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Collagen is one of the most abundant proteins in our body and is found in joints, bones, arteries and in large quantities in the skin.

At the skin level, it provides flexibility, smoothness and helps maintain hydration. Therefore, it is very important to take care of the good condition of collagen to keep the skin wrinkle-free, well hydrated, protected and smooth.

But what is collagen exactly?

It is a complex protein, made up of three main amino acids: glycine, lysine and proline. We have to imagine proteins as a necklace of balls where each ball is a different amino acid. When we ingest them, our body is responsible for separating each of the amino acids and storing them or using them for those that are required. What each amino acid is used will depend on the organic need at that moment, but there is no scientific evidence that by consuming a lot of collagen (or any specific type of protein), more collagen or more of that specific protein will be formed.

What we should consume are sufficient quantities of the amino acids that are part of the collagen cell chain, which, apart from proteins of animal origin, are found in legumes, seeds, nuts (proline), spinach, legumes, soybeans, cabbages ( glycine), legumes and soy (lysine).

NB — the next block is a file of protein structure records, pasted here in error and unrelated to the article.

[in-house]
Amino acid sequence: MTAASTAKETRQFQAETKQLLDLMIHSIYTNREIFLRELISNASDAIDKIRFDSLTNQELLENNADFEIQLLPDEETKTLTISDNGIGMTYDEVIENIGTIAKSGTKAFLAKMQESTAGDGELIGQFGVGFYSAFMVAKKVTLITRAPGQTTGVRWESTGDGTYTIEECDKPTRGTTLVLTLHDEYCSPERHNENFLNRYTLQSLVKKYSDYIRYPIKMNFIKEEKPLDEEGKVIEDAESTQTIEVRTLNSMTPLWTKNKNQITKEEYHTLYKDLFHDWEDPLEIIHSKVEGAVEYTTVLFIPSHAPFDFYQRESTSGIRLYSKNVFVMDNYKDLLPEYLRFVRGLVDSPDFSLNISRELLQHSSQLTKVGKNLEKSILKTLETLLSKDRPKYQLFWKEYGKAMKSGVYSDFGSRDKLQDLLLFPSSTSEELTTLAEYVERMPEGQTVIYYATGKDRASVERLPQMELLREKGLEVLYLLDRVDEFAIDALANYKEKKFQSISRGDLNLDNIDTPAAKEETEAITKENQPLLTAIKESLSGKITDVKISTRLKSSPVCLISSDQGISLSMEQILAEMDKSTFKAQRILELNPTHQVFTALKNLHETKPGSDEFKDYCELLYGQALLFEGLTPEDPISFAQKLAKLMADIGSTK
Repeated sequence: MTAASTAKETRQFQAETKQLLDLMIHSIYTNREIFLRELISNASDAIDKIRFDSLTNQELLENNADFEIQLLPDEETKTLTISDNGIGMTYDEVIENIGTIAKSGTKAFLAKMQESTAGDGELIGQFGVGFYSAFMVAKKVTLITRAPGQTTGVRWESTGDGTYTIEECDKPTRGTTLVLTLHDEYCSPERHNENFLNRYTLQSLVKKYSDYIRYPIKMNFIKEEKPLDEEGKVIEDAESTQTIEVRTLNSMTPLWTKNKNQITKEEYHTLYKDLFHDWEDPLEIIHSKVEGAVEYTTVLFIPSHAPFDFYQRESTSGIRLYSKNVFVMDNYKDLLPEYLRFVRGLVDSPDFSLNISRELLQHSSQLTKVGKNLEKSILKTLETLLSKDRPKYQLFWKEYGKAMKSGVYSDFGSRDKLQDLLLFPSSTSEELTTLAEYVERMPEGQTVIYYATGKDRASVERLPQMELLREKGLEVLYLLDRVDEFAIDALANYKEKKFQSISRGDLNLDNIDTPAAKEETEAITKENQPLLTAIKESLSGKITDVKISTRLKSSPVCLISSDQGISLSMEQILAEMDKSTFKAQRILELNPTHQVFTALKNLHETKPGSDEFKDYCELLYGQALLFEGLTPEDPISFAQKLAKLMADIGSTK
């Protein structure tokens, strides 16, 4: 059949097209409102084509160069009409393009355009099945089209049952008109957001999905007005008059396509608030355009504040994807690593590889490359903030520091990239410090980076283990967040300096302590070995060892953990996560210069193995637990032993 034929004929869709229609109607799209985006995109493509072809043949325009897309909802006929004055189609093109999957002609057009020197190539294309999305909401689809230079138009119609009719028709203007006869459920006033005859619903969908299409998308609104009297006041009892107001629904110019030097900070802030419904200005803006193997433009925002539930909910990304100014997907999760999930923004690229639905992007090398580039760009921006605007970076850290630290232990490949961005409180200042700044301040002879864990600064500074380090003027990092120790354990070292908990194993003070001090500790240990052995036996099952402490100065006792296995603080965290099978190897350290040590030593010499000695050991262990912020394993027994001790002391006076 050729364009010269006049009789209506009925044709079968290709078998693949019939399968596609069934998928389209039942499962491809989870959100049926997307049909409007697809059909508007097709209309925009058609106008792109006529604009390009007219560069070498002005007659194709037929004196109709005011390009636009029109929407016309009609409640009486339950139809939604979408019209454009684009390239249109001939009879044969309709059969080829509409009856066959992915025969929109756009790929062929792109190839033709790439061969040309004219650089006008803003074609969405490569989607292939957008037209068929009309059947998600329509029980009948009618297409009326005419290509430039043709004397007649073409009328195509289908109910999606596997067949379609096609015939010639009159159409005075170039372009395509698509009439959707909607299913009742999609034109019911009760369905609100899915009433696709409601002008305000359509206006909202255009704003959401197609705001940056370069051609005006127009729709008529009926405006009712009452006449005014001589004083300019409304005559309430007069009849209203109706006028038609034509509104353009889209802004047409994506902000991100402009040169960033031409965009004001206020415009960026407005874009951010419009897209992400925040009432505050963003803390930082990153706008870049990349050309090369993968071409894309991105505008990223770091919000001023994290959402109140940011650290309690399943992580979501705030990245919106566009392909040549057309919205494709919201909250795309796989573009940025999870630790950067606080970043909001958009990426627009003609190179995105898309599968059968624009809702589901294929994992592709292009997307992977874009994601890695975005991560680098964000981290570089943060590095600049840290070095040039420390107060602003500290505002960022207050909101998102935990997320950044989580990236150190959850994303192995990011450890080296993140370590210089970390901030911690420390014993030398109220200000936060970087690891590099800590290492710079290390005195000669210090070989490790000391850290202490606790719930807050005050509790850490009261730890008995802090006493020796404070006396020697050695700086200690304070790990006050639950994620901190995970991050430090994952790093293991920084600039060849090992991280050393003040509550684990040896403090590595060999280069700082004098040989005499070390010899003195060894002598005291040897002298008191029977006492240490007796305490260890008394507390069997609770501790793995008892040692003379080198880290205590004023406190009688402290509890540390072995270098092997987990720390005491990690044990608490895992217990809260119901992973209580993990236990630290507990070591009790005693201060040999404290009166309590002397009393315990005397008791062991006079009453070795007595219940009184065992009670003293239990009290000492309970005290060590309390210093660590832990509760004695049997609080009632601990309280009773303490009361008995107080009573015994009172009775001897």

What we do know is that there is a fundamental vitamin in collagen synthesis: vitamin C. This vitamin is involved in various parts of the collagen generation process and the transition from procollagen to collagen. So if we have low levels of vitamin C it will not be generated correctly.

To do this we must eat plenty of citrus fruits, red pepper, red fruits or papaya. It is also an antioxidant vitamin, so it will protect the skin from the action of free radicals. It is especially important in smokers, since the levels of this vitamin drop drastically with tobacco.

Taking care of good collagen formation will also be important during menopause, since estrogens have a stimulating effect on the formation of this protein. This is why during menopause it is even more important to take care of the skin, both internally and externally, and to ensure a good intake of vitamin C.

Bibliography ⁃ Tuero BB. Functions of Vitamin C in Collagen Metabolism. Cuban Magazine of Food and Nutrition [Internet]. 2000 Jan [cited 2020 Mar 24];14(1):46. Available from: direct=true&db=a9h&AN=5727939&lang=enRodrigues Hoffmann

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